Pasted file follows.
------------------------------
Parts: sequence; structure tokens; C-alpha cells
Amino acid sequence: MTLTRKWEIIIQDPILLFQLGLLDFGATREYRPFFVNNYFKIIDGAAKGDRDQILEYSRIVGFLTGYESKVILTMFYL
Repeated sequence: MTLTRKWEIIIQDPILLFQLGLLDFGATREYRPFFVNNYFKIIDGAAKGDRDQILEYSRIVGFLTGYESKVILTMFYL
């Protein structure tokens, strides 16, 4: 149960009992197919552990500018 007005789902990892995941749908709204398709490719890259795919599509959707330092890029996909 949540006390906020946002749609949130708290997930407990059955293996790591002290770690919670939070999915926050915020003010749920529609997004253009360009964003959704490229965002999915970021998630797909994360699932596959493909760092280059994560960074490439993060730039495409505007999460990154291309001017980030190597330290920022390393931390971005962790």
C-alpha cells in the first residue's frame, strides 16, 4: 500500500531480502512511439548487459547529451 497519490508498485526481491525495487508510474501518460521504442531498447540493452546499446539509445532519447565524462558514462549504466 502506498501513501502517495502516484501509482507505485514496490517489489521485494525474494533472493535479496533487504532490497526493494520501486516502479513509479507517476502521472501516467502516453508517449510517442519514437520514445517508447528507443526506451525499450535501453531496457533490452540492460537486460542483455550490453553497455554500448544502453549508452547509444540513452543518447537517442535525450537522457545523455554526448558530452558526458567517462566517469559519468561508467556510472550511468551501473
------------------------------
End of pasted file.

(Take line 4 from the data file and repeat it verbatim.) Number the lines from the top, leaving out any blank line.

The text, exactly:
């Protein structure tokens, strides 16, 4: 149960009992197919552990500018 007005789902990892995941749908709204398709490719890259795919599509959707330092890029996909 949540006390906020946002749609949130708290997930407990059955293996790591002290770690919670939070999915926050915020003010749920529609997004253009360009964003959704490229965002999915970021998630797909994360699932596959493909760092280059994560960074490439993060730039495409505007999460990154291309001017980030190597330290920022390393931390971005962790």